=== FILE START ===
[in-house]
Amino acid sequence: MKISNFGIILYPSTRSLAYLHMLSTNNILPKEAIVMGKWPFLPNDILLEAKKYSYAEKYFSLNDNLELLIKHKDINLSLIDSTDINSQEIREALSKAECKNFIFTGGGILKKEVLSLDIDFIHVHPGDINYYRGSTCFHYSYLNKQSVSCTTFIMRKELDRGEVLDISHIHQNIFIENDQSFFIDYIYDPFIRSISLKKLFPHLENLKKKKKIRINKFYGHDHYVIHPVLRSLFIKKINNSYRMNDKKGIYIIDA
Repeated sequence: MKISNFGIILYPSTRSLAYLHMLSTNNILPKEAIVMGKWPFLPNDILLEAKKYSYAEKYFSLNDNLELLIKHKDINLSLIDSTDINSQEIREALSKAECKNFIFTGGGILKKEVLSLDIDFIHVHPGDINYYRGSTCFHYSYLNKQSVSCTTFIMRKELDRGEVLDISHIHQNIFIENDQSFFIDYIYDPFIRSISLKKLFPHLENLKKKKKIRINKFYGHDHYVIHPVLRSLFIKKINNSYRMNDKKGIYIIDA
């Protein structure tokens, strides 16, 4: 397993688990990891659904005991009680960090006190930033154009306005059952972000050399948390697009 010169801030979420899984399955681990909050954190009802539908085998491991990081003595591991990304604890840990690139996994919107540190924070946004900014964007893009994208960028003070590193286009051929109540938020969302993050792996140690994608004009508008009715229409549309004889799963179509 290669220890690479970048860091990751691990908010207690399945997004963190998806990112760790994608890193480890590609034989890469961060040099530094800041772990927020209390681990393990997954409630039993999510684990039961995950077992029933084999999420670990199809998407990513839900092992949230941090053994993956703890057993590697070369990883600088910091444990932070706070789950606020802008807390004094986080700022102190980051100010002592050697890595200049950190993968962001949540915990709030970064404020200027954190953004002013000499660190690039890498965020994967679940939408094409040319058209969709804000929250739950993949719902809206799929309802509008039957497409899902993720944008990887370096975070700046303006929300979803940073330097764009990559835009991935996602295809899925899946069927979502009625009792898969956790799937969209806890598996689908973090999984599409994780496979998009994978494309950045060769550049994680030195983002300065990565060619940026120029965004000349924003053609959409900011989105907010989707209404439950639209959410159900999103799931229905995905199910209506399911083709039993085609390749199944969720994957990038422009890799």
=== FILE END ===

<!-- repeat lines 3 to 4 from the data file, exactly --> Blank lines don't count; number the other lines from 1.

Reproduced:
Repeated sequence: MKISNFGIILYPSTRSLAYLHMLSTNNILPKEAIVMGKWPFLPNDILLEAKKYSYAEKYFSLNDNLELLIKHKDINLSLIDSTDINSQEIREALSKAECKNFIFTGGGILKKEVLSLDIDFIHVHPGDINYYRGSTCFHYSYLNKQSVSCTTFIMRKELDRGEVLDISHIHQNIFIENDQSFFIDYIYDPFIRSISLKKLFPHLENLKKKKKIRINKFYGHDHYVIHPVLRSLFIKKINNSYRMNDKKGIYIIDA
């Protein structure tokens, strides 16, 4: 397993688990990891659904005991009680960090006190930033154009306005059952972000050399948390697009 010169801030979420899984399955681990909050954190009802539908085998491991990081003595591991990304604890840990690139996994919107540190924070946004900014964007893009994208960028003070590193286009051929109540938020969302993050792996140690994608004009508008009715229409549309004889799963179509 290669220890690479970048860091990751691990908010207690399945997004963190998806990112760790994608890193480890590609034989890469961060040099530094800041772990927020209390681990393990997954409630039993999510684990039961995950077992029933084999999420670990199809998407990513839900092992949230941090053994993956703890057993590697070369990883600088910091444990932070706070789950606020802008807390004094986080700022102190980051100010002592050697890595200049950190993968962001949540915990709030970064404020200027954190953004002013000499660190690039890498965020994967679940939408094409040319058209969709804000929250739950993949719902809206799929309802509008039957497409899902993720944008990887370096975070700046303006929300979803940073330097764009990559835009991935996602295809899925899946069927979502009625009792898969956790799937969209806890598996689908973090999984599409994780496979998009994978494309950045060769550049994680030195983002300065990565060619940026120029965004000349924003053609959409900011989105907010989707209404439950639209959410159900999103799931229905995905199910209506399911083709039993085609390749199944969720994957990038422009890799």